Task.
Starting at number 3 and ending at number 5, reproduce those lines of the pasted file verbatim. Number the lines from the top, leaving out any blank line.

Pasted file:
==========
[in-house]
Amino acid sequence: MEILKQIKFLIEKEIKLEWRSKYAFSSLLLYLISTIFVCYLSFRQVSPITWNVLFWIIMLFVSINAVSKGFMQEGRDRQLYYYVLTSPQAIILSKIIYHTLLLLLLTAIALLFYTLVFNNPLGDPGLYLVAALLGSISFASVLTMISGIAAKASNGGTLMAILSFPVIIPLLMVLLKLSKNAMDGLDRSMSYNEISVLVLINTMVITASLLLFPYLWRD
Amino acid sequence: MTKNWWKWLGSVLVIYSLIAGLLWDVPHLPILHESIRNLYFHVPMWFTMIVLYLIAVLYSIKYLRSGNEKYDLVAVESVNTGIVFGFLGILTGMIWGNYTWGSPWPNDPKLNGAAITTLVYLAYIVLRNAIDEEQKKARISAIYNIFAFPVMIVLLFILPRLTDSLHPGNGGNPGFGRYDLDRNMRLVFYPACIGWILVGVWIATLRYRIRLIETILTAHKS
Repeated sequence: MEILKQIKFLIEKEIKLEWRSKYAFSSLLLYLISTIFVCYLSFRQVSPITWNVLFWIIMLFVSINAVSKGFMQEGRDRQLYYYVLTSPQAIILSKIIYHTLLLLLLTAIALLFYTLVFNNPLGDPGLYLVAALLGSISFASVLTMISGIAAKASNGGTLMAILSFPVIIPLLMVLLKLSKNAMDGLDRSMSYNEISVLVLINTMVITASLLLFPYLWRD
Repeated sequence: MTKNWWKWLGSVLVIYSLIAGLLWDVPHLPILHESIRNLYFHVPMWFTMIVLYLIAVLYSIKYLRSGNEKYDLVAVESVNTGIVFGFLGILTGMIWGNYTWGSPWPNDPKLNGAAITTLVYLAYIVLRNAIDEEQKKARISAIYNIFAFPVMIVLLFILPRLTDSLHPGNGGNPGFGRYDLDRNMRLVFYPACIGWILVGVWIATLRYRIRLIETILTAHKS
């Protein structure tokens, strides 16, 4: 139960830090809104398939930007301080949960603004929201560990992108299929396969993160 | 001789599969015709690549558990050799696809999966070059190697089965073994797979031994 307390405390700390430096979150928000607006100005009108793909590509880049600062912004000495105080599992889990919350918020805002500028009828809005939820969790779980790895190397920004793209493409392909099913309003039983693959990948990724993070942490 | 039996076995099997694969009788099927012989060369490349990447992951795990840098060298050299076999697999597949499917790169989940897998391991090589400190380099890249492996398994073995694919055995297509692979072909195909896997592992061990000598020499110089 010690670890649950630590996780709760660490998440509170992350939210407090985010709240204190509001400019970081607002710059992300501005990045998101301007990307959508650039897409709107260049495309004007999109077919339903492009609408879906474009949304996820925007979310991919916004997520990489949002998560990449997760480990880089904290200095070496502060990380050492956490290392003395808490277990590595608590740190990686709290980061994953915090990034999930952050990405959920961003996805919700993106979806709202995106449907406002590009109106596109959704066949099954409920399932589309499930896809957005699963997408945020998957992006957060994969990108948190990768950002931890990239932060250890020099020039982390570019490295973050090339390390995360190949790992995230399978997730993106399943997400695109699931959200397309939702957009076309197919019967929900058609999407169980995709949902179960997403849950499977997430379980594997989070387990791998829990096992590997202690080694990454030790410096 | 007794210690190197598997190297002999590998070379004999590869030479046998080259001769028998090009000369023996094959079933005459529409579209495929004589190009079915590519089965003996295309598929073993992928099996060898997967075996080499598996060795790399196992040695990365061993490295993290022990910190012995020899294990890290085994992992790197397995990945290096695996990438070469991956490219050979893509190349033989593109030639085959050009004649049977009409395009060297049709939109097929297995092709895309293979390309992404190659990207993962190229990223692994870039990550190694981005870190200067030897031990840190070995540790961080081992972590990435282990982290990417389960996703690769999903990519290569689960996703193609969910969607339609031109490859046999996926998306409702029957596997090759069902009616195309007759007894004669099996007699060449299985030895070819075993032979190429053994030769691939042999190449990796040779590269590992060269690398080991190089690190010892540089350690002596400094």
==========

Amino acid sequence: MTKNWWKWLGSVLVIYSLIAGLLWDVPHLPILHESIRNLYFHVPMWFTMIVLYLIAVLYSIKYLRSGNEKYDLVAVESVNTGIVFGFLGILTGMIWGNYTWGSPWPNDPKLNGAAITTLVYLAYIVLRNAIDEEQKKARISAIYNIFAFPVMIVLLFILPRLTDSLHPGNGGNPGFGRYDLDRNMRLVFYPACIGWILVGVWIATLRYRIRLIETILTAHKS
Repeated sequence: MEILKQIKFLIEKEIKLEWRSKYAFSSLLLYLISTIFVCYLSFRQVSPITWNVLFWIIMLFVSINAVSKGFMQEGRDRQLYYYVLTSPQAIILSKIIYHTLLLLLLTAIALLFYTLVFNNPLGDPGLYLVAALLGSISFASVLTMISGIAAKASNGGTLMAILSFPVIIPLLMVLLKLSKNAMDGLDRSMSYNEISVLVLINTMVITASLLLFPYLWRD
Repeated sequence: MTKNWWKWLGSVLVIYSLIAGLLWDVPHLPILHESIRNLYFHVPMWFTMIVLYLIAVLYSIKYLRSGNEKYDLVAVESVNTGIVFGFLGILTGMIWGNYTWGSPWPNDPKLNGAAITTLVYLAYIVLRNAIDEEQKKARISAIYNIFAFPVMIVLLFILPRLTDSLHPGNGGNPGFGRYDLDRNMRLVFYPACIGWILVGVWIATLRYRIRLIETILTAHKS